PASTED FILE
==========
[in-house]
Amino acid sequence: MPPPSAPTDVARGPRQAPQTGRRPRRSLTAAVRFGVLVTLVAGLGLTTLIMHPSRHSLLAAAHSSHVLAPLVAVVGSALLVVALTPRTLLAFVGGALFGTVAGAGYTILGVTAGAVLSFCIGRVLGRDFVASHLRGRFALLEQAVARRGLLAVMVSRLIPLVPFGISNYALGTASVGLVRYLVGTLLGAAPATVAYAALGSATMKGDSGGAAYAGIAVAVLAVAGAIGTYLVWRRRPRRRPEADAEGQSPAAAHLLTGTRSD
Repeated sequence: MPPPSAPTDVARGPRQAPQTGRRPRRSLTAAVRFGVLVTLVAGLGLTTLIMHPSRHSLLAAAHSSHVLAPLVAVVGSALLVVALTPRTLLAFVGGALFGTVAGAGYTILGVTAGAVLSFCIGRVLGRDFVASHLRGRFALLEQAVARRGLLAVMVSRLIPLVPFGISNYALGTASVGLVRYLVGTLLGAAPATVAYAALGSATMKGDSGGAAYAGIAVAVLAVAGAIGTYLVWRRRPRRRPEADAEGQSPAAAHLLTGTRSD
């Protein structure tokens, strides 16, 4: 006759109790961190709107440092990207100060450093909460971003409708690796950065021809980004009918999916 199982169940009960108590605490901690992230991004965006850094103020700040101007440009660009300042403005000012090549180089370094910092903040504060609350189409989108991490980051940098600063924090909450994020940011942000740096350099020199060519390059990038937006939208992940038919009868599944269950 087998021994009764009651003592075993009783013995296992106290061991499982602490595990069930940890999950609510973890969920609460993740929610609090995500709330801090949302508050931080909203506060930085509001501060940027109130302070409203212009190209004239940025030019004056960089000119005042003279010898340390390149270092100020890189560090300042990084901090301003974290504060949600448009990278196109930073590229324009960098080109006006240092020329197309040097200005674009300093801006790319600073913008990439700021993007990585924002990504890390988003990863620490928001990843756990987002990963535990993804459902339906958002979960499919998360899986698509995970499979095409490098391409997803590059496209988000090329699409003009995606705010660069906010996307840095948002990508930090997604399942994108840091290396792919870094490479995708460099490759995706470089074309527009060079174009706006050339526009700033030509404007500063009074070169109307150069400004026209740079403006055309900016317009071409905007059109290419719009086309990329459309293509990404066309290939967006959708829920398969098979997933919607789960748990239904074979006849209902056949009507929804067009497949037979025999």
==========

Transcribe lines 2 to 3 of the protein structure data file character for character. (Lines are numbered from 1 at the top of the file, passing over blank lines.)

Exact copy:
Amino acid sequence: MPPPSAPTDVARGPRQAPQTGRRPRRSLTAAVRFGVLVTLVAGLGLTTLIMHPSRHSLLAAAHSSHVLAPLVAVVGSALLVVALTPRTLLAFVGGALFGTVAGAGYTILGVTAGAVLSFCIGRVLGRDFVASHLRGRFALLEQAVARRGLLAVMVSRLIPLVPFGISNYALGTASVGLVRYLVGTLLGAAPATVAYAALGSATMKGDSGGAAYAGIAVAVLAVAGAIGTYLVWRRRPRRRPEADAEGQSPAAAHLLTGTRSD
Repeated sequence: MPPPSAPTDVARGPRQAPQTGRRPRRSLTAAVRFGVLVTLVAGLGLTTLIMHPSRHSLLAAAHSSHVLAPLVAVVGSALLVVALTPRTLLAFVGGALFGTVAGAGYTILGVTAGAVLSFCIGRVLGRDFVASHLRGRFALLEQAVARRGLLAVMVSRLIPLVPFGISNYALGTASVGLVRYLVGTLLGAAPATVAYAALGSATMKGDSGGAAYAGIAVAVLAVAGAIGTYLVWRRRPRRRPEADAEGQSPAAAHLLTGTRSD